Early voting numbers are also suggestive of Comey’s impact on the race. Take for example a noncompetitive blue state like Rhode Island, where there was no contest but the presidential race. In 2012, Obama’s margin between absentee and Election Day ballots was similar, and Obama actually performed about 5 points better on Election Day.

In 2016, Clinton pulled in the same margin with absentee voters: 60 percent compared to Obama’s 61 percent. But something rather remarkable happened on Election Day — her support collapsed, dropping by a net 13 points. In Florida, Clinton won the early vote 52 to 48, but Trump won the Election Day two-party vote 56 to 44 percent.

Steve Schale, a Florida political consultant who managed Barack Obama’s 2008 campaign in Florida, found this difference between early vote figures and Election Day ballots even more stark in the swing I-4 Corridor that stretches across central Florida, from Tampa to Daytona Beach. Here, Schale found that Clinton won the early vote with 56.3 percent of the two-party vote, but only won 47.3 percent of the Election Day vote — a highly unusual gap suggesting a pretty significant late surge.

These early voting numbers are supported by data on “late deciders”: voters who chose their candidate in the last week tilted strongly towards Trump. And no media event was more important in the late stages of the campaign than Comey’s letter, which suggests that the most plausible explanation for the strong break in late-deciding voters was that letter.

Graphic from fivethirtyeight.com showing that voters who broke in the last week broke for Trump. FiveThirtyEight.com

Exhibit 4: media coverage of email, email, and more email

The Comey effect dominated media coverage in a way few events did during the campaign, other than Trump’s famous “grab ’em by the pussy” Access Hollywood video. During the final days of the election major newspapers published 100 stories, 46 of which were on the front page, about or mentioning the emails.” The tone and tenor of coverage shifted markedly against Clinton in the closing week of the campaign.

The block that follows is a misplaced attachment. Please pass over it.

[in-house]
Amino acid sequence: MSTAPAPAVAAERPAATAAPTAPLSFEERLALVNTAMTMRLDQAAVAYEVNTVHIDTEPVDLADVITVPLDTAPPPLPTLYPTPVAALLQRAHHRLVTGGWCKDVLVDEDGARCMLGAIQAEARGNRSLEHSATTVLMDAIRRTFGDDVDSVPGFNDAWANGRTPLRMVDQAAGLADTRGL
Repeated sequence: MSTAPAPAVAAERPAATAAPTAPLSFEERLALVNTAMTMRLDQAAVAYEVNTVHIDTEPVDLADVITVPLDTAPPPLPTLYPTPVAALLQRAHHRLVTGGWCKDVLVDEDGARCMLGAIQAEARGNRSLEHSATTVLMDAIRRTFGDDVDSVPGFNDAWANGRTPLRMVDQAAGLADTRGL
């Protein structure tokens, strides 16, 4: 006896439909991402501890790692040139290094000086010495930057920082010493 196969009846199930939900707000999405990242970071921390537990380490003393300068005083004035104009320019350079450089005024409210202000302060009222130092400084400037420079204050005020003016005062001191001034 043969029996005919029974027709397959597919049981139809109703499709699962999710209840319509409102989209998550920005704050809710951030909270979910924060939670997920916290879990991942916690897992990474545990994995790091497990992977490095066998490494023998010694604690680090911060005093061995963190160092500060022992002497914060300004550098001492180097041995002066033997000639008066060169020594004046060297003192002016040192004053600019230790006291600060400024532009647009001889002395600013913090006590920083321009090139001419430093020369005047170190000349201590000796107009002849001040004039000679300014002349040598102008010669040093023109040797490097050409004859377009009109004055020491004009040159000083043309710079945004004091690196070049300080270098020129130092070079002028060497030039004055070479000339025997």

Shorenstein Center

Coverage of Clinton’s emails eclipsed her policy proposals and ended up being the only story about Clinton that stuck with voters. While 79 percent of registered voters had heard “a lot” about Clinton’s emails, only 23 percent heard “a lot” about Trump’s housing discrimination, 27 percent heard “a lot” about the Donald J. Trump Foundation’s illegal political contribution to the Florida attorney general, and, surprisingly, only 59 percent had heard a “a lot” about the Hollywood Access tape. The word clouds below show, in graphical form, that emails were the central way that most voters understood Clinton:

gallup 2016 word clouds Gallup

During the entirety of the general election campaign, June 7 to November 8, Gallup found that Clinton only sustained a “lead” in media coverage, meaning more Americans were hearing about Clinton than Trump, four times. Two were email related: FBI Director Comey’s press conference in late July, in which he called Clinton “extremely careless,” and Comey’s server-related announcements in late October and early November. (The others occurred during Clinton’s bout with pneumonia and during the party’s convention.)

The Shorenstein Center found that negative coverage of Clinton’s campaign was fueled by allegations of “scandal.” As the chart below shows, “scandal” coverage toward Clinton peaked in the final week of the campaign, consuming more than a third of her coverage. The timing was perilous.